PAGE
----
Danielle Panabaker: I don’t know if technically it has gotten easier. It’s funny, I’ve been doing scenes with just myself for a while, since the beginning of Season 7, really. When you do a wide shot or a master shot, oftentimes we use a dolly, we use a techno dolly, and it records the take. The camera moves in exact timing with what is happening in the scene. Once you get a take you’re happy with, that take you’re then married to. Initially, it was just me and scenes with myself, and then you have to match that cadence. You can’t take an extra breath; you can’t take an extra pause, you can’t speed up. It takes some of the magic out of a scene when you have to be so precise with the timing.
I had gotten used to it, and then slowly, as I started adding more characters into the scenes, someone would need to give a disclaimer we’ve been before every scene. ‘Just so you know, once we find a take we’re happy with, you’re all married to it and you can’t change.’ it’s a challenge, and if you flub a line or take an extra beat, and you get behind, the take is useless, and you have to start all over again. It’s a tedious process, and I don’t know that it’s gotten easier over the past two years. I think I just know what to expect. Maybe I’ve gotten better at it, hopefully I’ve gotten better at it!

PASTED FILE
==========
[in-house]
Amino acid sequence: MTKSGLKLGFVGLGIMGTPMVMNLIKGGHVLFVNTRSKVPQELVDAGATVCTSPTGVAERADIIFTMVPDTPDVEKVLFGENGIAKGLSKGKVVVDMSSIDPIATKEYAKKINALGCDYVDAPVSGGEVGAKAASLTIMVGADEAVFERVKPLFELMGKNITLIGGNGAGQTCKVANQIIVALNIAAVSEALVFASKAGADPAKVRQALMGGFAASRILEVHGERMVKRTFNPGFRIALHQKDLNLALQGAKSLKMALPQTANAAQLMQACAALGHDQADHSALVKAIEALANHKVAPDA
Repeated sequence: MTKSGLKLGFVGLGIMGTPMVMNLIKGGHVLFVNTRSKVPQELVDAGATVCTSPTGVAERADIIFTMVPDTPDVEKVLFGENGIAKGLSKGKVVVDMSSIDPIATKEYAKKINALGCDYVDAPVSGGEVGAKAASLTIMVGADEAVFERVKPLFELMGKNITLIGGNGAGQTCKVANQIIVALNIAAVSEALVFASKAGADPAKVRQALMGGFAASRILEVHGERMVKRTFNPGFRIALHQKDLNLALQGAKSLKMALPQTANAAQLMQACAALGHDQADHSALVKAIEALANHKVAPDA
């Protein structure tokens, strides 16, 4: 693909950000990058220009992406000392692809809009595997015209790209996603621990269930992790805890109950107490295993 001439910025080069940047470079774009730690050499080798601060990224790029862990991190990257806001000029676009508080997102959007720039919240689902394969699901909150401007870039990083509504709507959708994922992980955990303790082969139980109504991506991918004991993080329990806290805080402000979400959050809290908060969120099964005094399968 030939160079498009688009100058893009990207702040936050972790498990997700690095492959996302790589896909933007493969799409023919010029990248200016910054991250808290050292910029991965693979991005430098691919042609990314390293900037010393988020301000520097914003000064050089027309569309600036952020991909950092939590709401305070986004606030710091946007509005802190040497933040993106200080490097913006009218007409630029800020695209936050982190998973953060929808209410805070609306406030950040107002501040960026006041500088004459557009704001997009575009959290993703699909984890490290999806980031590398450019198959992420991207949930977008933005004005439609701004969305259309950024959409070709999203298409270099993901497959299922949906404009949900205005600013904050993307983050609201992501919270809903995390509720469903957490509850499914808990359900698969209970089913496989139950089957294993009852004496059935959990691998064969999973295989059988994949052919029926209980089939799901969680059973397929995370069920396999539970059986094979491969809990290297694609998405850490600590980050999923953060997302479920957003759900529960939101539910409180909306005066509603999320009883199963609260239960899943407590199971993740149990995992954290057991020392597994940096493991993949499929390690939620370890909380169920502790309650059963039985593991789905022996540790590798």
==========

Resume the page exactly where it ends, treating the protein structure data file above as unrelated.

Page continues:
The Flash Podcast: I feel in earlier seasons, you would see Frost and someone from the back and vice versa. But now we’re seeing more and more of them in front of each other. Maybe the technology has evolved since this arc started?
Danielle Panabaker: Using the dolly is more time-consuming, and sometimes they’ll just do a camera that they lock off, and that camera has to stay there, but then that camera can’t work while I’m changing. It’s about 90 minutes for me to change from one character to the other, it’s such a time-thing.
The Flash Podcast: You’ve been here with the show since the beginning, and you’ve gone through a lot of storylines and villains. But this year, you guys got to go into the horror which I’ve loved as I said before. For you, who have been here since the start, what was it for you to get to jump into that genre, something different and raises the bar a bit?